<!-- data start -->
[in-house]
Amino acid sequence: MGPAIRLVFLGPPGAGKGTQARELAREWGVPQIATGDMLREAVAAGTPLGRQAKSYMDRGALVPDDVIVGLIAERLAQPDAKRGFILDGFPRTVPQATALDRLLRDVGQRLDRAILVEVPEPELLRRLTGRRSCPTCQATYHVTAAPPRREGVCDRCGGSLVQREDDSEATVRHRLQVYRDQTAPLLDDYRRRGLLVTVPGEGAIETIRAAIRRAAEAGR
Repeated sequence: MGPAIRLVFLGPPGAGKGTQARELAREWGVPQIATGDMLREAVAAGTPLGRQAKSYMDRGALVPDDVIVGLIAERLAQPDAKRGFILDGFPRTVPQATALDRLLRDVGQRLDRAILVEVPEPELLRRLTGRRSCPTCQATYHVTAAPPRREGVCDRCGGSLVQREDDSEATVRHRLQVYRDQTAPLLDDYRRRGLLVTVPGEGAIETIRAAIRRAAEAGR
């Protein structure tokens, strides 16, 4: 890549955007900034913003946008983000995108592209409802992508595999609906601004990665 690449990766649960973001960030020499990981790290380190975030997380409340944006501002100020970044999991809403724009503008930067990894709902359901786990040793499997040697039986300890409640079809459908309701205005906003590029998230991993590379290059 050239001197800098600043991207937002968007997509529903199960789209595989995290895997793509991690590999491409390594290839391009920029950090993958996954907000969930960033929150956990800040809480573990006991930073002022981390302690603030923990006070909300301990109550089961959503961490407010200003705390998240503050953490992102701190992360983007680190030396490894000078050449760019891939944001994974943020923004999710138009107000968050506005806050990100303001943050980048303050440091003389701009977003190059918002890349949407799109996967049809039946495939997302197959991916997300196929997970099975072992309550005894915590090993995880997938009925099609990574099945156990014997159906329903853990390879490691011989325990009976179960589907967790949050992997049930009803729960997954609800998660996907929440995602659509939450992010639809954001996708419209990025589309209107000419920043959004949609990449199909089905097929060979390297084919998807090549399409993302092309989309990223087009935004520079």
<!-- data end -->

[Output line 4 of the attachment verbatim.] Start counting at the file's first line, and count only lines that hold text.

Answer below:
């Protein structure tokens, strides 16, 4: 890549955007900034913003946008983000995108592209409802992508595999609906601004990665 690449990766649960973001960030020499990981790290380190975030997380409340944006501002100020970044999991809403724009503008930067990894709902359901786990040793499997040697039986300890409640079809459908309701205005906003590029998230991993590379290059 050239001197800098600043991207937002968007997509529903199960789209595989995290895997793509991690590999491409390594290839391009920029950090993958996954907000969930960033929150956990800040809480573990006991930073002022981390302690603030923990006070909300301990109550089961959503961490407010200003705390998240503050953490992102701190992360983007680190030396490894000078050449760019891939944001994974943020923004999710138009107000968050506005806050990100303001943050980048303050440091003389701009977003190059918002890349949407799109996967049809039946495939997302197959991916997300196929997970099975072992309550005894915590090993995880997938009925099609990574099945156990014997159906329903853990390879490691011989325990009976179960589907967790949050992997049930009803729960997954609800998660996907929440995602659509939450992010639809954001996708419209990025589309209107000419920043959004949609990449199909089905097929060979390297084919998807090549399409993302092309989309990223087009935004520079």